• Fosters might develop a behavior you find odd or interesting. You may find tail chasing cute, but it can be an obsessive behavior that has to be handled. Always bring up any new or odd behaviors. They could signal health issues or a behavior that needs to be addressed with training.
  • Let you neighbors know you have a foster and if possible, have them see/meet him. If he inadvertently gets out, they may recognize him.

    More later!
    Above: Christine Allen and her son Sam. This family fostered Vick dog 'Teddles' until he found his home. Photos: Carol Guzy, Washington Post.

    Anonymous said...

    This is really great info. Thanks so much! I hope someday soon that I will be in a position to foster.

    pitbull friend said...

    Good points, all. I would add that letting your neighbors know that you foster brings added good will (in case, for instance, there's a little bit of barking) and possible adoptions. My next-door neighbor adopted a foster from me a couple of years ago - I love seeing her in their yard!

    mteacup said...

    Thank you so much for doing this. Many rescue groups are under staffed, over worked and just don't have time for documenting and training. Hoping this helps!

    leigha said...

    wonderful info. thanks so much for being so informative. when i am able to foster i will make sure i do all my research.

    Boris said...

    Hey Sam,

    I'm surprised Ted-baabbyy hasn't chimed in on the comments. Your family is the best of fosters. He and I owe yours so much for helping us adjust and prepare for our forever world.

    Your mom's lessons list should include that foster dogs manners might need honing. Like they MIGHT chew-up something of value. O.K. I don't know what Teddles got into, but I know I owe you a baseball bat. Let my folks know when you sign-up for T-ball.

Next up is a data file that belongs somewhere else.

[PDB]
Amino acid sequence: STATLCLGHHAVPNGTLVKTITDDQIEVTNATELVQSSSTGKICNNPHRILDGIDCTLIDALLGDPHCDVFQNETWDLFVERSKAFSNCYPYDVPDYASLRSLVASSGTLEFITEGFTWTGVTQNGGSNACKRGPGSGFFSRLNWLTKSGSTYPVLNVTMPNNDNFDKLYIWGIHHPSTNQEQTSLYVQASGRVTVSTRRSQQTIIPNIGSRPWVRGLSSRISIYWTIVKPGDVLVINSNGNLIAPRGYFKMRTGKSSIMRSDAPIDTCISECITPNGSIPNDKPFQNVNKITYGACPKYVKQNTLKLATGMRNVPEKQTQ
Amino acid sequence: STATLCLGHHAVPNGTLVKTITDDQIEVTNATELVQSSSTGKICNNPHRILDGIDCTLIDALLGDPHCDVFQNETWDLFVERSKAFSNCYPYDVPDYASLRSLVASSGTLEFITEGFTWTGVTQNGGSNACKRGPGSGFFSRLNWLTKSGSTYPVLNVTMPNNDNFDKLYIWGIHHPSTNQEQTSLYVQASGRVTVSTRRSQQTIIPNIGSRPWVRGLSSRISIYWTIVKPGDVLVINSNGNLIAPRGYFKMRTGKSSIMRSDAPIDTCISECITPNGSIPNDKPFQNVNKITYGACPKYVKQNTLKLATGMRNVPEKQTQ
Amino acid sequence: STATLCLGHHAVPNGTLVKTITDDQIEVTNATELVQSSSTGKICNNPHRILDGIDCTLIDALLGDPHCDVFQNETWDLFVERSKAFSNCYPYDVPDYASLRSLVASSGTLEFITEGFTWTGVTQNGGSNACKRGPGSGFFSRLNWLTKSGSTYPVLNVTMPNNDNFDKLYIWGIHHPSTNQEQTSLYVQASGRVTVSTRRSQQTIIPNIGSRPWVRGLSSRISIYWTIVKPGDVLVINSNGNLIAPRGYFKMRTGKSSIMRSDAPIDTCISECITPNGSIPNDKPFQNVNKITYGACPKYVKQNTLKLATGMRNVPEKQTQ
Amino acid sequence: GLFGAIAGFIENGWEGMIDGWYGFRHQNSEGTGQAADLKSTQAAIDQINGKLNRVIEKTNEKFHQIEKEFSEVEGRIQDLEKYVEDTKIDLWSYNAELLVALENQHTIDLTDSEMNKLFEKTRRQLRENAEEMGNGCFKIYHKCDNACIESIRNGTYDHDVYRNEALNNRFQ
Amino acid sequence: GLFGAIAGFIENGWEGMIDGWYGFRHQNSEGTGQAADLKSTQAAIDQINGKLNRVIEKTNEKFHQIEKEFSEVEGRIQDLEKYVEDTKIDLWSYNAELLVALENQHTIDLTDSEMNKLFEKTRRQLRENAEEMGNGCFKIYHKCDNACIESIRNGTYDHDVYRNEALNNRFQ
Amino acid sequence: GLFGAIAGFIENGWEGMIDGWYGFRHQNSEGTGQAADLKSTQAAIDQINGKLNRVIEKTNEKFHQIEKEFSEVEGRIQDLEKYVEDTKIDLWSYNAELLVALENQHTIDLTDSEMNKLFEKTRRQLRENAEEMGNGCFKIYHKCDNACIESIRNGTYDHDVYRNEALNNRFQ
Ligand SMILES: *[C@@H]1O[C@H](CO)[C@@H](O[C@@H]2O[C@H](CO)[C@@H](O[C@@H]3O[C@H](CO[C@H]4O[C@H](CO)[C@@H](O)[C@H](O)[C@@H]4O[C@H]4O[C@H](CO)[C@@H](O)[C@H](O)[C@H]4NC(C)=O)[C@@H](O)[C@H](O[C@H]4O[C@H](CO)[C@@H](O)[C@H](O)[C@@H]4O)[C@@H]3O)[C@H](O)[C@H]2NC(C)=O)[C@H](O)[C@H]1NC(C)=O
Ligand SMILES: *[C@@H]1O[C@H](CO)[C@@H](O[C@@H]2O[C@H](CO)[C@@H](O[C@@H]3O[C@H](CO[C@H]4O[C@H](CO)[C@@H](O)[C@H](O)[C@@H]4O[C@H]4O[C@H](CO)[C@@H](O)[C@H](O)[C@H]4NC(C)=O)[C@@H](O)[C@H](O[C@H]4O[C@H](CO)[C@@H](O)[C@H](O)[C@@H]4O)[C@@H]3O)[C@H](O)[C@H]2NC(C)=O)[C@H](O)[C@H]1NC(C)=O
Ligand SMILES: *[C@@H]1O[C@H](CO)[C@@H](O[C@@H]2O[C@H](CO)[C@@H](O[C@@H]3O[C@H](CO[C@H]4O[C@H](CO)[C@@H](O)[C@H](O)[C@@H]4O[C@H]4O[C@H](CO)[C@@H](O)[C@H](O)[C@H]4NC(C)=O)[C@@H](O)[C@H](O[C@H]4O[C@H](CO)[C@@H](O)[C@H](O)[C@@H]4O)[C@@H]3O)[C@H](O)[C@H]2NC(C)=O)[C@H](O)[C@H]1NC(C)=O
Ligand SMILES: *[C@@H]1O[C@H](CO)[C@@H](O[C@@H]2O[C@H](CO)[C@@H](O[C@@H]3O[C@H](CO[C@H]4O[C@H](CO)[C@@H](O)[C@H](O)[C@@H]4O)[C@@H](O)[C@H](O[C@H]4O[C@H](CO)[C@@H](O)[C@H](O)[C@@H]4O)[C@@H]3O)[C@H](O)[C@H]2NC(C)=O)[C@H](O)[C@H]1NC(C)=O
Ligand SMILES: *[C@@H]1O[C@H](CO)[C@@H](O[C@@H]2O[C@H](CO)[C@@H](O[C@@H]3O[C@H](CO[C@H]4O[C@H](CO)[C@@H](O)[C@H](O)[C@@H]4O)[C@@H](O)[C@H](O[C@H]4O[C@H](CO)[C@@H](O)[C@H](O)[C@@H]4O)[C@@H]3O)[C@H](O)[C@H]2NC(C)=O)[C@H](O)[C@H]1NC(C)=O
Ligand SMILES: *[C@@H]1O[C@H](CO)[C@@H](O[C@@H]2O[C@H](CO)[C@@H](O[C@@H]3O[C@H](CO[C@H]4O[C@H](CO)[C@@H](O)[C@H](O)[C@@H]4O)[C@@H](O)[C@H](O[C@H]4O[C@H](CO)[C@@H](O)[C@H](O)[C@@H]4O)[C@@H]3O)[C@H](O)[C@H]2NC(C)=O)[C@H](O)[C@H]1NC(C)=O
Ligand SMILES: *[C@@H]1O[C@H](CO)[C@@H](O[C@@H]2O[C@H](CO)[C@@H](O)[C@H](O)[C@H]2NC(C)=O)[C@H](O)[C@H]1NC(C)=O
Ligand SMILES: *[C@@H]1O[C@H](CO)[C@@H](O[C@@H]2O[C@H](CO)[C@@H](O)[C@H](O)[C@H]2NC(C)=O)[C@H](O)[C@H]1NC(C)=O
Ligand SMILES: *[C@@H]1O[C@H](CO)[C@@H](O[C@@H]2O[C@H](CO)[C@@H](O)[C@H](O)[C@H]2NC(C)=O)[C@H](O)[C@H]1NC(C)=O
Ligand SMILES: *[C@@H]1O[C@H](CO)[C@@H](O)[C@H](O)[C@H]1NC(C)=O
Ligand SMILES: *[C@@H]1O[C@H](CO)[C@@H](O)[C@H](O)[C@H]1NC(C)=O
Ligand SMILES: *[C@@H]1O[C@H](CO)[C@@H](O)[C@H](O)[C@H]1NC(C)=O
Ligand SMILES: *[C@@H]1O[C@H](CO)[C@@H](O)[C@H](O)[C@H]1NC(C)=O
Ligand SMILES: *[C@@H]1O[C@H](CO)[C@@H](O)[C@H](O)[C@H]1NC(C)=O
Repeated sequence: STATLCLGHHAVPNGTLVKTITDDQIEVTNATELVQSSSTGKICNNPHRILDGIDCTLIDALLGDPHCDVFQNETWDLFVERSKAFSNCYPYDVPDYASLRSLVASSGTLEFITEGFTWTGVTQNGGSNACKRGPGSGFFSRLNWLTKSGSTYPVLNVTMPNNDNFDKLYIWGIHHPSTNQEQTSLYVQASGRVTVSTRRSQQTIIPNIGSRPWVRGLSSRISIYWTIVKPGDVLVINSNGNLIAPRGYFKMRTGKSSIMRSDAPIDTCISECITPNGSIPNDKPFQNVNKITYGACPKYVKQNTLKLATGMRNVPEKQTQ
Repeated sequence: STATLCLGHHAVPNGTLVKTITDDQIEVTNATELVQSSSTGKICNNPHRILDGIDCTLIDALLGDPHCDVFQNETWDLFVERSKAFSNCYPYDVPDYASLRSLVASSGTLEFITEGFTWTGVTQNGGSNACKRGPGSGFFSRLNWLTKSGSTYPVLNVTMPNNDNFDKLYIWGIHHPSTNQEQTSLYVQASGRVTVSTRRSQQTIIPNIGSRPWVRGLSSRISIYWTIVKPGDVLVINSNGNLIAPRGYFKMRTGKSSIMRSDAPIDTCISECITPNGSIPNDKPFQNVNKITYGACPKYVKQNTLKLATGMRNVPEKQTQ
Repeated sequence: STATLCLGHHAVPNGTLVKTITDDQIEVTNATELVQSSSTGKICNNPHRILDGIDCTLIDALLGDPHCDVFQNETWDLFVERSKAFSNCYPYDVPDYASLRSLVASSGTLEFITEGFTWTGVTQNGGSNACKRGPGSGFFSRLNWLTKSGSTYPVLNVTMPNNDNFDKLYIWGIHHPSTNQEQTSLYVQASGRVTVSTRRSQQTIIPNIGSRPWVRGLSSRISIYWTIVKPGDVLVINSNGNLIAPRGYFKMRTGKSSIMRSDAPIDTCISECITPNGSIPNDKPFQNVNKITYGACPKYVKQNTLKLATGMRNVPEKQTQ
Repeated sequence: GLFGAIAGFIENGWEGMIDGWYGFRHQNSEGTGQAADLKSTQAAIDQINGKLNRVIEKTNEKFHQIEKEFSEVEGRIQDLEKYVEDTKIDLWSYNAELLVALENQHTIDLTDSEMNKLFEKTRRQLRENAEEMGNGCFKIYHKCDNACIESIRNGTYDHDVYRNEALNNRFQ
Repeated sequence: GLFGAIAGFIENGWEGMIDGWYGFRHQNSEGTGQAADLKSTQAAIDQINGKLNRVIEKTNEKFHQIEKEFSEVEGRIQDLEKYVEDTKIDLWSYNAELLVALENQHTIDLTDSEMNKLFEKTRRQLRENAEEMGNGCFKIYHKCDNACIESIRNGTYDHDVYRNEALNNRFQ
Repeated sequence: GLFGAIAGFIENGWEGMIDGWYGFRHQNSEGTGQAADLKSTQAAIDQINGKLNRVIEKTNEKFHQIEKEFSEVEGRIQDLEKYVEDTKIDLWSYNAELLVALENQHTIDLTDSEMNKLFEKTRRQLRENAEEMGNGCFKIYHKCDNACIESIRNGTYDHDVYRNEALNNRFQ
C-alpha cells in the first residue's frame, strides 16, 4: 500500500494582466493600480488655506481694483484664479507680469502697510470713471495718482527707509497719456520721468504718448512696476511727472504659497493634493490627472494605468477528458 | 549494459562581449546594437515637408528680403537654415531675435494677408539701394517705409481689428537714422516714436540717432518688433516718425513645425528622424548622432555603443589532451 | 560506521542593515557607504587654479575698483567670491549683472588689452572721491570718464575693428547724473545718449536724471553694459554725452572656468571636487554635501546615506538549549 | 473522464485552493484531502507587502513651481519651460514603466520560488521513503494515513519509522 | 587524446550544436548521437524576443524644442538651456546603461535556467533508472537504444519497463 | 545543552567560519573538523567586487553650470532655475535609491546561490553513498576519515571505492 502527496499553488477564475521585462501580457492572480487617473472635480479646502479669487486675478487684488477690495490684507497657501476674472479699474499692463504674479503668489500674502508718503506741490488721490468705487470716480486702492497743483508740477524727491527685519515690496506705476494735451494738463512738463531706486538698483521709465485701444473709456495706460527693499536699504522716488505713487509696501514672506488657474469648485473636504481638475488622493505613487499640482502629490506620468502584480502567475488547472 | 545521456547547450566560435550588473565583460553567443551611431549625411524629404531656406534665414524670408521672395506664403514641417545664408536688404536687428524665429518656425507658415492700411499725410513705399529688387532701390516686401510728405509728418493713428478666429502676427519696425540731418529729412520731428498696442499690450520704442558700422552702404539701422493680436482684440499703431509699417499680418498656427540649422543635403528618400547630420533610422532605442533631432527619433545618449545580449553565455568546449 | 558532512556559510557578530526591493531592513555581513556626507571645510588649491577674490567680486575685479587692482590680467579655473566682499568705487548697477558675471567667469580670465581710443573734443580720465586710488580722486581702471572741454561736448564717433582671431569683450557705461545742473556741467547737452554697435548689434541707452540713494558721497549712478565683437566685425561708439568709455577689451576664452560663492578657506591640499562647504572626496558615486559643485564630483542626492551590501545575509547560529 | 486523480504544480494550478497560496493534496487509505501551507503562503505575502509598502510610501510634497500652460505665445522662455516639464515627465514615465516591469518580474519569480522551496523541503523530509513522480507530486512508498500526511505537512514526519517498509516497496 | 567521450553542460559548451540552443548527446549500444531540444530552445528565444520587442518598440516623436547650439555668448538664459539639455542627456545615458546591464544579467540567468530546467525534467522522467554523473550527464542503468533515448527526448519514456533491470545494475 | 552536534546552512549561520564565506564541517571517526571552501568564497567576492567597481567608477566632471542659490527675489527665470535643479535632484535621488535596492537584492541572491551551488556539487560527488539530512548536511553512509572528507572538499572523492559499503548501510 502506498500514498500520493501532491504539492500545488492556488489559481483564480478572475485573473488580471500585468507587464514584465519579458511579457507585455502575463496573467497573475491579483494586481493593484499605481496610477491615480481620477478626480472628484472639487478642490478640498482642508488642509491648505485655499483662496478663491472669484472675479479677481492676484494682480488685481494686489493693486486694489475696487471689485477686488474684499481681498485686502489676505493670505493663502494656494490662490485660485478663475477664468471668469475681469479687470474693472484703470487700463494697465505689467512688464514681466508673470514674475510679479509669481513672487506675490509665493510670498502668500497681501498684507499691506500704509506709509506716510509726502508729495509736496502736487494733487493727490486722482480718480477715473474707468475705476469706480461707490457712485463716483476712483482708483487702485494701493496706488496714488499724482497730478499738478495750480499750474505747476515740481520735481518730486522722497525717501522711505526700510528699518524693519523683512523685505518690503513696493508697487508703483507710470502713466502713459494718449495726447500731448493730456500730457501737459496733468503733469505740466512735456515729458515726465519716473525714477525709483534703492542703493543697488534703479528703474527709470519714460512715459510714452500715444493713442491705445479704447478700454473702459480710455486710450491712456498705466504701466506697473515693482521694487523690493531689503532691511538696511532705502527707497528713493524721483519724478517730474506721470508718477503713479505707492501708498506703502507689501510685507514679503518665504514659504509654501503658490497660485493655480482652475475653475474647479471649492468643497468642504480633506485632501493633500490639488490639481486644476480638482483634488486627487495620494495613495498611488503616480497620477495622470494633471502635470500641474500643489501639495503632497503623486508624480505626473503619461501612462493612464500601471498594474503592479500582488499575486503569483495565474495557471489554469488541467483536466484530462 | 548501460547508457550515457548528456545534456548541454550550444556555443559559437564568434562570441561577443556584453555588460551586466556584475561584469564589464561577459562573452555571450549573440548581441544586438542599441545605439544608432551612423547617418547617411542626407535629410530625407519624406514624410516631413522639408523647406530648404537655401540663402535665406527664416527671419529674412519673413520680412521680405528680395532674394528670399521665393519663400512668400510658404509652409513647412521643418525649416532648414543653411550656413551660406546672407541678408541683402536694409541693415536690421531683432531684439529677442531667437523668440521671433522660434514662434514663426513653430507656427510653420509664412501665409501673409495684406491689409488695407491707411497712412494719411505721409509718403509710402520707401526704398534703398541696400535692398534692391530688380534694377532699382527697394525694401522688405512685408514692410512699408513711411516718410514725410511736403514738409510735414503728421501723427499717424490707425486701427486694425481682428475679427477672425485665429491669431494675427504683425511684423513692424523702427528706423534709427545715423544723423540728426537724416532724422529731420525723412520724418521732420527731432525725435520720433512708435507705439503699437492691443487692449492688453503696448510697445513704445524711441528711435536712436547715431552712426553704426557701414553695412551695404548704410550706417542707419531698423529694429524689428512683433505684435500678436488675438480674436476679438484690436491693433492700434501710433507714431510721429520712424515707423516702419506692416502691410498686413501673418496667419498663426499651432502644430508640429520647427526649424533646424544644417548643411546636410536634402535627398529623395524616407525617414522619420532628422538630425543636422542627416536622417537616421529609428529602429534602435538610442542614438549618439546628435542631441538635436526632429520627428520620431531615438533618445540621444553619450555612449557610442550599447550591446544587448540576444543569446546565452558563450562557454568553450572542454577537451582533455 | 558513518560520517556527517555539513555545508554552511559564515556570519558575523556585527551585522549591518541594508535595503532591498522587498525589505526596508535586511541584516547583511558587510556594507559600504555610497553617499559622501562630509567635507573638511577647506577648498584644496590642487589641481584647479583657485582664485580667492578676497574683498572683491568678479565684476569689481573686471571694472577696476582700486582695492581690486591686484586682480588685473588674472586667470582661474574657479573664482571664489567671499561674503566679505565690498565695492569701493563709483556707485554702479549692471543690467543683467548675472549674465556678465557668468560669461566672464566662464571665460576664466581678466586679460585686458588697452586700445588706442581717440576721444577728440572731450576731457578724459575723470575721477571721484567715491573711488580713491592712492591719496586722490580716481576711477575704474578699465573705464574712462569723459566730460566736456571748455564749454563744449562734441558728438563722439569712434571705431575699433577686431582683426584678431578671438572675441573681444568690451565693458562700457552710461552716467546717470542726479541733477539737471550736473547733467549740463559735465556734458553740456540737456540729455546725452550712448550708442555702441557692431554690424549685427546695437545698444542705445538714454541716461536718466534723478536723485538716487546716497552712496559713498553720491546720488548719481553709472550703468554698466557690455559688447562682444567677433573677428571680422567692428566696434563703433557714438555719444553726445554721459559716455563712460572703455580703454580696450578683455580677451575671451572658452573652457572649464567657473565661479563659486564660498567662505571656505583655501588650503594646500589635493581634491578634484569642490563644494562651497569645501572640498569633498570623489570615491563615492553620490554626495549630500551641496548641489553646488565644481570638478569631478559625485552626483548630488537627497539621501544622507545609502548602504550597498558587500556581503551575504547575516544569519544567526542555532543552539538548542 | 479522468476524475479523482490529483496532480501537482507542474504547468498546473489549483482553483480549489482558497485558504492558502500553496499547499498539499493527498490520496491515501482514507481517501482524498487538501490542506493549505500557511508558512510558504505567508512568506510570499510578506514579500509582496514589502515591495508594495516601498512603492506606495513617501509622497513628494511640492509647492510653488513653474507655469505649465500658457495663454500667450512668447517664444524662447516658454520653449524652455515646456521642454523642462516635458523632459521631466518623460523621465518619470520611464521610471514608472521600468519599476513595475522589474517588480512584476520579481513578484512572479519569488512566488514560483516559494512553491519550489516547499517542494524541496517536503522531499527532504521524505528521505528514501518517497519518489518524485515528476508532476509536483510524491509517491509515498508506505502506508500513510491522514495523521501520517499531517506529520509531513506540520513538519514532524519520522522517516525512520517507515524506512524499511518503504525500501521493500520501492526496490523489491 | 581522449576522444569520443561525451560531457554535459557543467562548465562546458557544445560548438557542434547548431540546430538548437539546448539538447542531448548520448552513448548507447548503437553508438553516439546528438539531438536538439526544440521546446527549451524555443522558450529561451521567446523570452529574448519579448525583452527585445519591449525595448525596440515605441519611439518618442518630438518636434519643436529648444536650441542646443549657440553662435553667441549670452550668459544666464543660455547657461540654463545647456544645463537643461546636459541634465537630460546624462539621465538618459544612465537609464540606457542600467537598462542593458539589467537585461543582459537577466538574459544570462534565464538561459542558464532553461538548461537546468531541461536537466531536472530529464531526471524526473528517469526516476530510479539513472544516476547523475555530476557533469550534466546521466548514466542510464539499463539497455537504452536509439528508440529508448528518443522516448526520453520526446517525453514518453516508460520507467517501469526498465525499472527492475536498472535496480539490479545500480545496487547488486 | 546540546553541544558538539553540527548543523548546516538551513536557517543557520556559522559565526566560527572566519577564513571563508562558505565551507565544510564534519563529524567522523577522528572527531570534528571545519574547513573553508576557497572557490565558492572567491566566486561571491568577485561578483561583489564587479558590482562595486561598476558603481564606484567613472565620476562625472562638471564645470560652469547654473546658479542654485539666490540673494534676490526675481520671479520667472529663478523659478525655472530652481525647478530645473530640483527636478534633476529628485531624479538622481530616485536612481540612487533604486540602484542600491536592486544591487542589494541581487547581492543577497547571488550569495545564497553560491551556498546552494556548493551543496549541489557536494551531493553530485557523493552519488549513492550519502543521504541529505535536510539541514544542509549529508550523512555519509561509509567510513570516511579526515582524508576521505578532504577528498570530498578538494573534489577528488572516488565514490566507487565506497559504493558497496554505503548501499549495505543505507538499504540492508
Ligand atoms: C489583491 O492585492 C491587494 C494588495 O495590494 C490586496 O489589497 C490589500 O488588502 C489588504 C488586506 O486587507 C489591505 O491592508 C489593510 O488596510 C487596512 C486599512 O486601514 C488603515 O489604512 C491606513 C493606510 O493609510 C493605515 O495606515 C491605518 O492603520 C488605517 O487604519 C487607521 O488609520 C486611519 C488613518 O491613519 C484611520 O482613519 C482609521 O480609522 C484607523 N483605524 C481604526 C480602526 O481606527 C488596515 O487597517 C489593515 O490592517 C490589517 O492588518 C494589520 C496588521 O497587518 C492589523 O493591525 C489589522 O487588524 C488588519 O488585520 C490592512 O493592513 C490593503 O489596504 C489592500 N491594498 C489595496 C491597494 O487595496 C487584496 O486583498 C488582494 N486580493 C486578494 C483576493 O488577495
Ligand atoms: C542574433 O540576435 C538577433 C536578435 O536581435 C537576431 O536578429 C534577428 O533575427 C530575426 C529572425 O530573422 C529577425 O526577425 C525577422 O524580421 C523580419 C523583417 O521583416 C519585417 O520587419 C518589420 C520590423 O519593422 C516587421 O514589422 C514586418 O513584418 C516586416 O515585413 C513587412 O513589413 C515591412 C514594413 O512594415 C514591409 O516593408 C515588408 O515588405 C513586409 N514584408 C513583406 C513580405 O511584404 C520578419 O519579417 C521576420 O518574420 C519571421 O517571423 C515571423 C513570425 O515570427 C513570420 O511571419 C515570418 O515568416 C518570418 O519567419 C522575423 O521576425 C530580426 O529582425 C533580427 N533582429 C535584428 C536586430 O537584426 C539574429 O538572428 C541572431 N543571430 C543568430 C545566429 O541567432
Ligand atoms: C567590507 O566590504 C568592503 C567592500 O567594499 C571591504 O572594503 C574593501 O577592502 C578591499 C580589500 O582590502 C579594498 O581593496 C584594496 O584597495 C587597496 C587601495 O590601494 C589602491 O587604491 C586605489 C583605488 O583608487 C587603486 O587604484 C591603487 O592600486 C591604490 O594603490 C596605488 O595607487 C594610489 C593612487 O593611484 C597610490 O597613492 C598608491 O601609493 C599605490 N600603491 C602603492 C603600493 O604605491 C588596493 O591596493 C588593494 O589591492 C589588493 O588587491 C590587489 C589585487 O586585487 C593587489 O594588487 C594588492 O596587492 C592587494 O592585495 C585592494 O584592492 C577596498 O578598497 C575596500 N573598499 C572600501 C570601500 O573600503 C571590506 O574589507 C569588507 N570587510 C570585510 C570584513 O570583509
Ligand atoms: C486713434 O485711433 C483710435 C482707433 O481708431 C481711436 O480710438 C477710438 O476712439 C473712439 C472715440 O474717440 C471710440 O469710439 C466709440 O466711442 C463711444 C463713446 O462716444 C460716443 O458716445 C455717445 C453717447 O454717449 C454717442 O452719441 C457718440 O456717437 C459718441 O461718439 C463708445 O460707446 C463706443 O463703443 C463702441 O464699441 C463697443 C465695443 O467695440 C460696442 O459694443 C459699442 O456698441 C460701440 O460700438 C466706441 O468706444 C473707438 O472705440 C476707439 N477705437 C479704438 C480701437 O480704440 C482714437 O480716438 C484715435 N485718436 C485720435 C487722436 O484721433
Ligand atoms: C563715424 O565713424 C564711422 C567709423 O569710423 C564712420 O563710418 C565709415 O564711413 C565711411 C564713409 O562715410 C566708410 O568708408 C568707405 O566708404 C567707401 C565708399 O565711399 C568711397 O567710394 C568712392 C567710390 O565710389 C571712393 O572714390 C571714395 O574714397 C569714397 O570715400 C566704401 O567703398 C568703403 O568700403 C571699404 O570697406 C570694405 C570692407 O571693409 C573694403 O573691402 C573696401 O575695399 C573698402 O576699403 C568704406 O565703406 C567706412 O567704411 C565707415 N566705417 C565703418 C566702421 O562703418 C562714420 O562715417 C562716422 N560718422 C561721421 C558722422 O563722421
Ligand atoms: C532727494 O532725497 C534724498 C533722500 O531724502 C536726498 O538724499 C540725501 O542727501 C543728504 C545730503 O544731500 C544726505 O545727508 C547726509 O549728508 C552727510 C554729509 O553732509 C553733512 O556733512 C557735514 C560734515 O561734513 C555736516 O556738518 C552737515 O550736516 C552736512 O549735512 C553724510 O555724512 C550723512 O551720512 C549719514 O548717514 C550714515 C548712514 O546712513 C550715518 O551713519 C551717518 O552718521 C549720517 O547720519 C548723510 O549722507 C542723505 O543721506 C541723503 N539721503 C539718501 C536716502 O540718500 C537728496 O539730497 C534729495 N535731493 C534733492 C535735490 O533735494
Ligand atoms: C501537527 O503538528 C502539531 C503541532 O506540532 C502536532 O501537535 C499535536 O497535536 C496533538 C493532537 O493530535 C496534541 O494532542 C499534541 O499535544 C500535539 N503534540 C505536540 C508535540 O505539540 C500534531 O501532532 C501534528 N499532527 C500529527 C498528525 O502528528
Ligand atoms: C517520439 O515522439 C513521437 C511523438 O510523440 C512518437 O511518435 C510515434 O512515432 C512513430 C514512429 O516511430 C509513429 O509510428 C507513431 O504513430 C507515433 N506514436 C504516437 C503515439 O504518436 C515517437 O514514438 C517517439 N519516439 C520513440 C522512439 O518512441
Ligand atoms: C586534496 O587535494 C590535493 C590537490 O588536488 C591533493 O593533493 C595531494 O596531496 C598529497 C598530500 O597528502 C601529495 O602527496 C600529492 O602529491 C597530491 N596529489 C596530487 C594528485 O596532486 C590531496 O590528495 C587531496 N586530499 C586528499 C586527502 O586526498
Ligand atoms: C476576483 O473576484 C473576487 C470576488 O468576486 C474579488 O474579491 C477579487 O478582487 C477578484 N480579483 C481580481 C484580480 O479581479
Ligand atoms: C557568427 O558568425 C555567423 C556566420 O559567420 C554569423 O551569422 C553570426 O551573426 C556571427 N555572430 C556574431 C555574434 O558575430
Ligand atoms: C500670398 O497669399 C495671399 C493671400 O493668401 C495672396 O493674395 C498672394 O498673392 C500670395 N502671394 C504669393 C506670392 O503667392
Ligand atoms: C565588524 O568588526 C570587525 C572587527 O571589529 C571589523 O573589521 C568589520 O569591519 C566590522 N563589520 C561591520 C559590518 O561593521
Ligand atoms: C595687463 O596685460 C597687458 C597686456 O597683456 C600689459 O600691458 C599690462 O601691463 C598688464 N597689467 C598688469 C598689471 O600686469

Hope your mom has a case or you'd consider a trip near our Lone Star, as I'd would so like to visit with you again to show you how good I'm doing.

    I'll check-back soon,
    always your

    Anonymous said...

    Hello ... from a fellow foster family. We are fostering a troubled pittie through a rescue group in S.F. They have been there for us every step of the way.. but please let me say.. phew!! what hard work. What all of you do is amazing & thank god we have an old school BADRAP dog in house to show this little beast what is up! Having a second, very well behaved, older dog to show the new little trouble-doggie what is up is Key. This has been an adventure & thank you to badrap for the perfect example you have set to us all.

    Nancy said...

    This is great info! I have fostered three times and wound up keeping two out of my three fosters, and then stopped fostering because I was up to owning 5 dogs! Any advice on how to keep from getting attached to fosters?? Fostering is such an incredibly valuable gift to give, I just wish I were stronger to let them go!

    Anonymous said...

    ha, wish i could give advice to nancy above, but i've kept 5 fosters! i just don't want to give them up once they've acclimated and everyone gets along. so unfortunately i can no longer foster as i'm at my mental and legal limit. all my fosters are from different groups and i have to honestly say i was pretty much left to my own devices from the first second i took the animal, so be careful who you foster for.